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On July 14, 2016, Representative Darryl Issa (R-Calif.) introduced H.R.5801, the “Protect and Grow American Jobs Act.”  The bill is cosponsored by Representatives Peters, Polis, Vargas, Farenthold, Smith, Hunter, and Davis.  The bill proposes to amend the American Competitiveness and Workforce Improvement Act (ACWIA) of 1998.

The ACWIA established certain enhanced Labor Condition Application requirements for “H-1B Dependent Employers,” as that term was defined in the law.  These additional requirements include U.S. worker recruitment requirements and rules concerning the non-displacement of U.S. workers.  The ACWIA also contained certain exemptions from the rules for H-1B Dependent Employers: an H-1B Dependent Employer is exempt from Additional Labor Condition Statements if the H-1B employee 1) earns an annual salary of more than $60,000, and 2) if the H-1B employee holds a master’s degree or greater.

H.R. 5801 amends the ACWIA’s exemptions for H-1B Dependent Employers.  First, it raises the wage exemption from $60,000 to $100,000, and proposes further inflationary increases in the minimum every three years.  Next, the bill proposes to repeal the master’s degree exemption for H-1B Dependent Employers.

We will continue to monitor developments and track the progress of this legislation.

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Photo of Laura Foote Reiff‡ Laura Foote Reiff‡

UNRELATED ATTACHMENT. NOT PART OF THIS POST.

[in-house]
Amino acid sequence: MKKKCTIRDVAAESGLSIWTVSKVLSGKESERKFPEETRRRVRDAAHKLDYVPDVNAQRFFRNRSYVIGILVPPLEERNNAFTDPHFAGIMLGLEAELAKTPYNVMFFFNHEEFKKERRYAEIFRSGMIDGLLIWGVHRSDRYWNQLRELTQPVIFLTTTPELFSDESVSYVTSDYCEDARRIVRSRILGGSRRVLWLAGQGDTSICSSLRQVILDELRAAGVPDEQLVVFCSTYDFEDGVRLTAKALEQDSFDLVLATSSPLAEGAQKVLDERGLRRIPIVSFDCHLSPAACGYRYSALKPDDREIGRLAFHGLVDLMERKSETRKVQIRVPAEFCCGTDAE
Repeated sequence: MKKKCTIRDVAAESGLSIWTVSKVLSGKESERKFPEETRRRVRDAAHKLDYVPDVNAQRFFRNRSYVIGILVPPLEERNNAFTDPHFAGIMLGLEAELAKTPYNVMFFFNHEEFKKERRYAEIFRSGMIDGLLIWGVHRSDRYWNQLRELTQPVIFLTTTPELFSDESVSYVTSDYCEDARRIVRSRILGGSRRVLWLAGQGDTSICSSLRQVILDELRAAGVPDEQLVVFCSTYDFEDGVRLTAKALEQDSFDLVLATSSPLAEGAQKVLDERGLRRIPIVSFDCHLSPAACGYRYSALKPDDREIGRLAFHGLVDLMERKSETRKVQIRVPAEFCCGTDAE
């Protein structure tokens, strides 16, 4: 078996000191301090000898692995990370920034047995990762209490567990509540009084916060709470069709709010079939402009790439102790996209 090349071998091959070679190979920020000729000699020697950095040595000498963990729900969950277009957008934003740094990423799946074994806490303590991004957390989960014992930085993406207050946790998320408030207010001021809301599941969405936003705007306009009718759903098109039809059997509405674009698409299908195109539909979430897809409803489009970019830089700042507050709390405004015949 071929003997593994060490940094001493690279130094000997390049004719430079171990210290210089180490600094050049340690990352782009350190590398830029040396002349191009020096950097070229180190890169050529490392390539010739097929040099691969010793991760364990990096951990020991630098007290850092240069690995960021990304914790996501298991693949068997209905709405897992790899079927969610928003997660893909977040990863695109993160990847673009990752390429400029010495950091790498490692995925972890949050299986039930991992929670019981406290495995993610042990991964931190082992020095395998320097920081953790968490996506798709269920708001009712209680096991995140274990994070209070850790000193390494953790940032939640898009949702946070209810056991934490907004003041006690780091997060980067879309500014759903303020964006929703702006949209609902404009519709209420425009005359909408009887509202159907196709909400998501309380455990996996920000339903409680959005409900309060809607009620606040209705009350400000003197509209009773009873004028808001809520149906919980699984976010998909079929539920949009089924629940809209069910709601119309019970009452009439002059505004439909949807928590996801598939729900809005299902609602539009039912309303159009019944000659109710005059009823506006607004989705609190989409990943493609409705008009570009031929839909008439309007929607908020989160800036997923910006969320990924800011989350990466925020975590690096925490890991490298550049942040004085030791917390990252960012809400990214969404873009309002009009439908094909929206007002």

Laura Foote Reiff is the Co-Managing Shareholder of the Northern Virginia Office. She also Co-Chairs the firm’s Labor & Employment Practice’s International Employment, Immigration & Workforce Strategies group. Laura focuses her practice on business immigration laws and regulations affecting U.S. and foreign companies,

Laura Foote Reiff is the Co-Managing Shareholder of the Northern Virginia Office. She also Co-Chairs the firm’s Labor & Employment Practice’s International Employment, Immigration & Workforce Strategies group. Laura focuses her practice on business immigration laws and regulations affecting U.S. and foreign companies, as well as related employment compliance and legislative issues.

Laura advises corporations on a variety of compliance-related issues, particularly related to Form I-9 eligibility employment verification matters. Laura has been involved in audits and internal investigations and has successfully minimized monetary exposure as well as civil and criminal liabilities on behalf of her clients. She develops immigration compliance strategies and programs for both small and large companies. Laura performs I-9, H-1B and H-2B compliance inspections during routine internal reviews, while performing due diligence (in the context of a merger, acquisition or sale) or while defending a company against a government investigation.

Laura represents many businesses in creating, managing and using “Regional Centers” that can create indirect jobs toward the 10 new U.S. jobs whose creation can give rise to EB-5 permanent residence for investment. She coordinates this work with attorneys practicing in securities law compliance, with economists identifying “targeted employment areas” and projecting indirect job creation, and with licensed securities brokers coordinating offerings. She also represents individual investors in obtaining conditional permanent residence and in removing conditions from permanent residence.

Laura’s practice also consists of managing business immigration matters and providing immigration counsel to address the visa and work authorization needs of U.S. and global personnel including professionals, managers and executives, treaty investors/ traders, essential workers, persons of extraordinary ability, corporate trainees, and students. She is an immigration policy advocacy expert and works on immigration reform policies.